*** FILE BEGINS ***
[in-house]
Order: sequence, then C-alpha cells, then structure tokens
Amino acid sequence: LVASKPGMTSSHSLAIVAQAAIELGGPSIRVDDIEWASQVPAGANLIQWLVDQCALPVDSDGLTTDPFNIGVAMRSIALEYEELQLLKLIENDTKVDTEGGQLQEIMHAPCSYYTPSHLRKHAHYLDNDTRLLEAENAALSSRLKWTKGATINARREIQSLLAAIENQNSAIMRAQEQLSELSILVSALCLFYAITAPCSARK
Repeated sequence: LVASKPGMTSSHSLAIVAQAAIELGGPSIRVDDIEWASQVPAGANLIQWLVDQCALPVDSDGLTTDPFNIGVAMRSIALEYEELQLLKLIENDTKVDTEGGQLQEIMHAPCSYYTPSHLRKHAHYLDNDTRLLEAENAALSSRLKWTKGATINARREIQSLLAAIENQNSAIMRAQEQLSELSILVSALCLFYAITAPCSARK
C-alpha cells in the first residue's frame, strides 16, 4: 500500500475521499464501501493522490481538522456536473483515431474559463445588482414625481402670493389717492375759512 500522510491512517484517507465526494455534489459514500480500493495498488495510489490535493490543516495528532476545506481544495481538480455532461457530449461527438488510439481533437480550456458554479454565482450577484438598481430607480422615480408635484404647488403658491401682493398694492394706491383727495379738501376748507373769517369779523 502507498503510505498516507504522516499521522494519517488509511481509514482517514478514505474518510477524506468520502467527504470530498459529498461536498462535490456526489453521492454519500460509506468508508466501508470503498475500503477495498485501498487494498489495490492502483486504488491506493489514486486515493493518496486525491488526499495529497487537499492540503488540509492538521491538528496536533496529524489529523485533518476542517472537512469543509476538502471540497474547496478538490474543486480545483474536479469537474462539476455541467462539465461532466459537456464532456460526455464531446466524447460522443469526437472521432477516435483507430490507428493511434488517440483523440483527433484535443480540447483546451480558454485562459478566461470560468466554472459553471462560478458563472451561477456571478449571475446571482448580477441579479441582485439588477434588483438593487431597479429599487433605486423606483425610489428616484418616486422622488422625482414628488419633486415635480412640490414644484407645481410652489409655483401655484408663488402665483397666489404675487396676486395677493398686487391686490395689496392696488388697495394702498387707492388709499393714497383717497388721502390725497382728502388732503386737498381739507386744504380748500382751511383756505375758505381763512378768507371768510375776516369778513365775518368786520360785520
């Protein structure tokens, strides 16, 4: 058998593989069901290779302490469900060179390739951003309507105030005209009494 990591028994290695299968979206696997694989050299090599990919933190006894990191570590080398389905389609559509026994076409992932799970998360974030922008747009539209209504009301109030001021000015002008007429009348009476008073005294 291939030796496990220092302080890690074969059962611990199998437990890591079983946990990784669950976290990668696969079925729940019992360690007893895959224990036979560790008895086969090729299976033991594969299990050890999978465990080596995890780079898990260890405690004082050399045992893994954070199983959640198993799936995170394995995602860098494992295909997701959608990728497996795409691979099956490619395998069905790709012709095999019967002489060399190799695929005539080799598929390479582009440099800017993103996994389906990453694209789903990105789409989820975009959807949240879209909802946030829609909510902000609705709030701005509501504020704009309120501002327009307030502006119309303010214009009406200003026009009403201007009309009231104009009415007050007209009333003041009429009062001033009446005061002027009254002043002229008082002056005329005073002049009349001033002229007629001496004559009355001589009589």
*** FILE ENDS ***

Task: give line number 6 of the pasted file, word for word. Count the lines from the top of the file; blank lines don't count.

């Protein structure tokens, strides 16, 4: 058998593989069901290779302490469900060179390739951003309507105030005209009494 990591028994290695299968979206696997694989050299090599990919933190006894990191570590080398389905389609559509026994076409992932799970998360974030922008747009539209209504009301109030001021000015002008007429009348009476008073005294 291939030796496990220092302080890690074969059962611990199998437990890591079983946990990784669950976290990668696969079925729940019992360690007893895959224990036979560790008895086969090729299976033991594969299990050890999978465990080596995890780079898990260890405690004082050399045992893994954070199983959640198993799936995170394995995602860098494992295909997701959608990728497996795409691979099956490619395998069905790709012709095999019967002489060399190799695929005539080799598929390479582009440099800017993103996994389906990453694209789903990105789409989820975009959807949240879209909802946030829609909510902000609705709030701005509501504020704009309120501002327009307030502006119309303010214009009406200003026009009403201007009309009231104009009415007050007209009333003041009429009062001033009446005061002027009254002043002229008082002056005329005073002049009349001033002229007629001496004559009355001589009589």